Sunday, 22 January 2012
An Analysis of the Sensitivity of Pavement Temperature to the Makeup of the Road Surface
Hall E (New Orleans Convention Center )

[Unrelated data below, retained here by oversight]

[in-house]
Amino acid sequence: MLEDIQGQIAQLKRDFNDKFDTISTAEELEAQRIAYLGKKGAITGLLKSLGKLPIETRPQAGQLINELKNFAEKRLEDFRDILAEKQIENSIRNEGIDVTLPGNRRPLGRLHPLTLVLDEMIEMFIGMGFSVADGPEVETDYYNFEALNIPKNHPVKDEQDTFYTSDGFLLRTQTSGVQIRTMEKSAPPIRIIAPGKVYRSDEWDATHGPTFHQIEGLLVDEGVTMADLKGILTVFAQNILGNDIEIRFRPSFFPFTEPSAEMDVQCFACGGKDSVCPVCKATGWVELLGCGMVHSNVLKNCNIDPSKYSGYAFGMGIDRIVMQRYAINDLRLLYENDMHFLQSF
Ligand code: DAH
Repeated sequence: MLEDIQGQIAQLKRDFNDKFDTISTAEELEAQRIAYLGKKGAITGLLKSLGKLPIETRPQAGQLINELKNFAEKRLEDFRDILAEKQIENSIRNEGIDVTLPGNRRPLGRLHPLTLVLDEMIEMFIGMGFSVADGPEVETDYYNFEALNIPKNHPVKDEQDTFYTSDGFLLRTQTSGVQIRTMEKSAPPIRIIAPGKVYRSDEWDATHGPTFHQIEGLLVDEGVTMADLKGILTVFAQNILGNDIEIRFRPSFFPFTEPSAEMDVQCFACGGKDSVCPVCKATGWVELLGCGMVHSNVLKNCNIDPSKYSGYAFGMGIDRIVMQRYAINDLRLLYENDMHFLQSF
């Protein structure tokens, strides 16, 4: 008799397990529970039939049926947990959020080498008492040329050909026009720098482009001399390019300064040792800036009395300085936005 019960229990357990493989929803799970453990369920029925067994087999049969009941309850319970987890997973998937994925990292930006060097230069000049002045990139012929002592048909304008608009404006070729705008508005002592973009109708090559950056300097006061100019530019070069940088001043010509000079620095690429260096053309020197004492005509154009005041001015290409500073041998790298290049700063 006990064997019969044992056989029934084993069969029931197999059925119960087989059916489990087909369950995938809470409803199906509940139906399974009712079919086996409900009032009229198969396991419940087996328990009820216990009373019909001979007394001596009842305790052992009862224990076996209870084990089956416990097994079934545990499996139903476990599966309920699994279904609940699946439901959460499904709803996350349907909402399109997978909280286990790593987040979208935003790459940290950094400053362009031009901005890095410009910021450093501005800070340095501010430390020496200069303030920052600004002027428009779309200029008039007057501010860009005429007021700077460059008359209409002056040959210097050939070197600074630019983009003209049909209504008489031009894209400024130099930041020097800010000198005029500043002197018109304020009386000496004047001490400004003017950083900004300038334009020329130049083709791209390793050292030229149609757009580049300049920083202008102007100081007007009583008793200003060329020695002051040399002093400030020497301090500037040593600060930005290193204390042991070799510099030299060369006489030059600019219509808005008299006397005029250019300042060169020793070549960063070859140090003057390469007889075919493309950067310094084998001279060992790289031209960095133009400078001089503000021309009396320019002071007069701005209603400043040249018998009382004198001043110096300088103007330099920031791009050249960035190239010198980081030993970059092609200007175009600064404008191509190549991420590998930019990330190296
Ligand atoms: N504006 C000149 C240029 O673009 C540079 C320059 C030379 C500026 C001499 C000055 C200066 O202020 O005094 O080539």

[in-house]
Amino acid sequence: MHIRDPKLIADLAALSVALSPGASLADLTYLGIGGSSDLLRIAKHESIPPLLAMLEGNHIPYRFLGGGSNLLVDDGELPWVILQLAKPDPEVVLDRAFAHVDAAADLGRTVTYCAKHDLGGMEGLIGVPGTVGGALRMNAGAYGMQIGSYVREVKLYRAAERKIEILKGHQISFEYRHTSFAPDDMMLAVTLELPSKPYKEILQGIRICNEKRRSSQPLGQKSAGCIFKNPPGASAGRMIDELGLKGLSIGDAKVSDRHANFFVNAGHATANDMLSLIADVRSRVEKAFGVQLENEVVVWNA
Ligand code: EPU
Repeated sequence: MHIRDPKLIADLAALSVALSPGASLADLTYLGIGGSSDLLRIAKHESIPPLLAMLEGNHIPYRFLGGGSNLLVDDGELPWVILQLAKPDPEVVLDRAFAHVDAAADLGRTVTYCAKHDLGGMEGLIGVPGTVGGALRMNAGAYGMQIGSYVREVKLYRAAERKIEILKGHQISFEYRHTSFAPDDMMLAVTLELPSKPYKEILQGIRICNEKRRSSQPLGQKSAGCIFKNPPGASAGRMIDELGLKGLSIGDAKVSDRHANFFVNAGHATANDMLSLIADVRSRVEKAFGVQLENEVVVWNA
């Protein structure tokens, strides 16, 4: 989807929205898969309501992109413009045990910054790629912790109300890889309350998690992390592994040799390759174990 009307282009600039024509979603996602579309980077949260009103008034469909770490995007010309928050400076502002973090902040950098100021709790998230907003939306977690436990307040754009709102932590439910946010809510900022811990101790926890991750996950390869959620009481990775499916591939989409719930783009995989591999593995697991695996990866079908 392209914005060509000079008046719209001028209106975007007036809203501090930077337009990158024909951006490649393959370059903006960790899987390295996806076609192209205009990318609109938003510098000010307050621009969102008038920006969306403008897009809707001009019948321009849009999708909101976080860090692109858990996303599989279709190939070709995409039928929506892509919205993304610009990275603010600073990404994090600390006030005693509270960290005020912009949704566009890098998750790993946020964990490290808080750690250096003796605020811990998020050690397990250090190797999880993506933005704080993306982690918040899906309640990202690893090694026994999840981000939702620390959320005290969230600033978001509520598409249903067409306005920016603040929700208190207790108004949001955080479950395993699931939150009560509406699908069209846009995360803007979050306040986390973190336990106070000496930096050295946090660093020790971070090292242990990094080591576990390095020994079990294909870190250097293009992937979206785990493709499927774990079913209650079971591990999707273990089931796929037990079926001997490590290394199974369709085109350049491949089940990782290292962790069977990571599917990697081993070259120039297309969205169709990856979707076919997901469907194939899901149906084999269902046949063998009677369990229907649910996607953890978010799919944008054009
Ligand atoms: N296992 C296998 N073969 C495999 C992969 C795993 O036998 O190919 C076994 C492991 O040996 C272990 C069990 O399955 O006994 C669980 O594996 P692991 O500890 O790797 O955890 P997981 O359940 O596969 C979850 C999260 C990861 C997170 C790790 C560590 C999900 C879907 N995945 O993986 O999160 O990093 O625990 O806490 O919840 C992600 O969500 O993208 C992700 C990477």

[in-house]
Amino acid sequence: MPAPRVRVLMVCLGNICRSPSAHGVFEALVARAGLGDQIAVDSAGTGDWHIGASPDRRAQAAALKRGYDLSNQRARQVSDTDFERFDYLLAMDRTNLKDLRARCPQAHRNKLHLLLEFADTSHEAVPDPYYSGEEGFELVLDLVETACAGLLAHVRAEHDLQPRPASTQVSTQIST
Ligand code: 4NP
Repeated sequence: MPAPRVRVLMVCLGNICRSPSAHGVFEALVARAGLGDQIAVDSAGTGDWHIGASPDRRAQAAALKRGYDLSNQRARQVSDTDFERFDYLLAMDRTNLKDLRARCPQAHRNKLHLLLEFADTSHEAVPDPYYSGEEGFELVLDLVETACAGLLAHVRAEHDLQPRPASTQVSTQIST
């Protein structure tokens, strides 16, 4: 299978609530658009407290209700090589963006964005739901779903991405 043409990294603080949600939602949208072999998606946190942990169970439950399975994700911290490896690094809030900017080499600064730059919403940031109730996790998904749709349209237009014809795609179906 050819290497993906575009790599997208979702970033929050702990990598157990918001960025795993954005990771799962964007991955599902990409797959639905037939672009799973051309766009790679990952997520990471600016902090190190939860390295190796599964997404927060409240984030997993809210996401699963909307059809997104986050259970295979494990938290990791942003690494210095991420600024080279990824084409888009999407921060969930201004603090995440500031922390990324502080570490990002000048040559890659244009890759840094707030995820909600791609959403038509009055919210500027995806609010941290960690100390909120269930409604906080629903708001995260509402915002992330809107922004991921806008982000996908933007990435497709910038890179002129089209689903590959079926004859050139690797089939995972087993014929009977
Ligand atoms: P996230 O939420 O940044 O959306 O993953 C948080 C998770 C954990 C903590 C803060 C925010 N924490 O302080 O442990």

Each year, adverse weather along roadways results in over 7,000 fatalities, 673,000 injuries, nearly $9.5 billion in congestion delays, and costs shipping companies $3.5 billion. Currently, decision support systems recommend road surface treatments for snow removal operations by incorporating output from pavement temperature models. However, current pavement temperature models issue point forecasts that fail to describe the conditions between the points. A forecast from a gridded pavement model is a possible solution to this problem. To produce this forecast, the sensitivity of the pavement temperature when stratified by different materials (i.e., concrete and asphalt) and their thicknesses must be assessed. This analysis used eight Road Weather Information System (RWIS) stations in the greater Denver, Colorado metropolitan area and four RWIS sites at Denver International Airport. Uniform radiation was assumed using a cross-referencing method between five-minute daily weather observations and satellite-surface composite maps. Sixteen total case studies were selected for day and night with diverse weather conditions. Concrete roads generally averaged 3.2° C warmer than asphalt roads and will have to be modeled separately. Elevated (e.g., overpass) and non-elevated surfaces were also compared, and elevated roads tended to be 3.3° C cooler than non-elevated; therefore, a condition protocol for the elevated site will subtract 3° C from the standard forecast. The preliminary results of this work will be compared to a more robust data set from Minnesota to confirm their accuracy, the results of which may be used to develop and tune gridded pavement model forecasts.